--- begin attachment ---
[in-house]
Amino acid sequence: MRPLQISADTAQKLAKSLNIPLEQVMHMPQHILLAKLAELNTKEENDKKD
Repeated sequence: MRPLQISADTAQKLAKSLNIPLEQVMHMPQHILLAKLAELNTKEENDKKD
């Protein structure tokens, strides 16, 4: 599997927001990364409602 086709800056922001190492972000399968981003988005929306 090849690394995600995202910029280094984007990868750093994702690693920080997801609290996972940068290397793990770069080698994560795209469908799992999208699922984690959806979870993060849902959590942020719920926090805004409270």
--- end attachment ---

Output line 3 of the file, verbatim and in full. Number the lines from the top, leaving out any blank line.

Repeated sequence: MRPLQISADTAQKLAKSLNIPLEQVMHMPQHILLAKLAELNTKEENDKKD